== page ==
Higher education took center stage during the Democratic presidential primaries, and congressional leaders in the party are calling for universal student loan forgiveness and tuition-free public college. The incoming Biden administration will thus face pressure to radically expand subsidies for higher education.
Conservatives and moderates tend to reject socializing higher education or declaring a federal student-loan jubilee, which matters because—progressive pressure notwithstanding—Biden will need to work with a Congress that is balanced politically and in which radical measures are unlikely to advance. The good news is that a number of sensible measures are capable of attracting bipartisan support and improving the circumstances of college students and aspiring college students who are truly in need of more help. These measures involve:
• Pell Grants • College loans • Nontraditional higher education
*This issue brief was completed before the inauguration and updated as of January 26.
1. Pell Grants
Instead of free tuition, Congress and the Biden administration should target federal spending to support college students who are most in need. In particular, they should “front-load” Pell Grants to make the initial years of these students’ education less expensive.
The notion of universal free college tuition is romantic. But in practice, such a policy would be the opposite of “progressive”—the benefits would disproportionately accrue to the already well-off. The reason is simple but often overlooked: existing federal grant programs already target the largest amounts of aid to the students most in need of financial help. Covering the cost of tuition for everyone would generally mean making college cheaper for less needy students and families.
A better approach for expanding access to higher education would be to make use of the existing progressive structure of state and federal grant aid. Additional spending can be crafted to lower the economic barriers to enrollment for disadvantaged students, which include not only their tuition but also their cost of living while enrolled.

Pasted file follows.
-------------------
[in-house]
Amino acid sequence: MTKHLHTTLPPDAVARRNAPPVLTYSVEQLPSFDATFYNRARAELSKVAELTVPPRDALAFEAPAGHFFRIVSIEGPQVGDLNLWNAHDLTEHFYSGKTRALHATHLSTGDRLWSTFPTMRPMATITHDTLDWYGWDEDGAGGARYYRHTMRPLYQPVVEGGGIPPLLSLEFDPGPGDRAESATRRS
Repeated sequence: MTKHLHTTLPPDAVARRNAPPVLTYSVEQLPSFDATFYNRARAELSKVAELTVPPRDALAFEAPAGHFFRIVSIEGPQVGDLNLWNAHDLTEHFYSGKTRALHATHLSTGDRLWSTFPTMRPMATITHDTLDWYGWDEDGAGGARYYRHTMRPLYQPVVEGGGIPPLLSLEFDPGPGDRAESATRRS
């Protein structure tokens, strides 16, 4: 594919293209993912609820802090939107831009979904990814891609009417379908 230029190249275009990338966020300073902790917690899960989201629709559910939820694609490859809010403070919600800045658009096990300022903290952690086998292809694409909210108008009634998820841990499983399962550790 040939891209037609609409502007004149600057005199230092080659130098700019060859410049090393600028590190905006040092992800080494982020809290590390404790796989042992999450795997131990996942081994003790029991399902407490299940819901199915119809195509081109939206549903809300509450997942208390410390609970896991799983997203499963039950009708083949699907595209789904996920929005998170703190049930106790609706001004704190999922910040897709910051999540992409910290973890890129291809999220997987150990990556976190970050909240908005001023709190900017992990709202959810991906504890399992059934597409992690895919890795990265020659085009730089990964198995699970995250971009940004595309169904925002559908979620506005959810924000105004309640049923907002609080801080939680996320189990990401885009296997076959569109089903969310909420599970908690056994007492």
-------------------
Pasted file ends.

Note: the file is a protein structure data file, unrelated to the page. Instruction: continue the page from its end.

Biden’s plan proposes doubling Pell Grants under the existing eligibility rules. There is a budget-friendlier alternative: revise the grant eligibility schedule so that more of the funds already available to students over the course of their college careers are available to them in their initial semesters of enrollment. This policy would allow aspiring students to experiment with a semester or two of college without necessarily having to take on debt to do so. That matters because students who start college but don’t finish are among the most likely to have trouble paying back their loans. It would not, however, increase the subsidy to those who eventually graduate—that is, to people who can pay back their loans with relative ease.
Shifting more Pell Grant funds available to students earlier in their college years may mean higher federal spending than at present. But the budgetary impact would be smaller. That’s because it would likely offset some of the federal student loans that end up being forgiven after years of costly servicing that is paid for by taxpayers. Alternatively, a budget-neutral version of this plan would likely require a slight reduction in the total amount of grant dollars that students are eligible for during their college careers.
Beth Akers, “Forgiveness Isn’t Divine When It Comes to Student Debt,” Wall Street Journal, Dec. 16, 2019
Akers, “Don’t Ruin College by Making It Free: Threats to Quality and Innovation Outweigh Benefit of Increased Access,” Education Next, Higher Education (blog), Mar. 9, 2020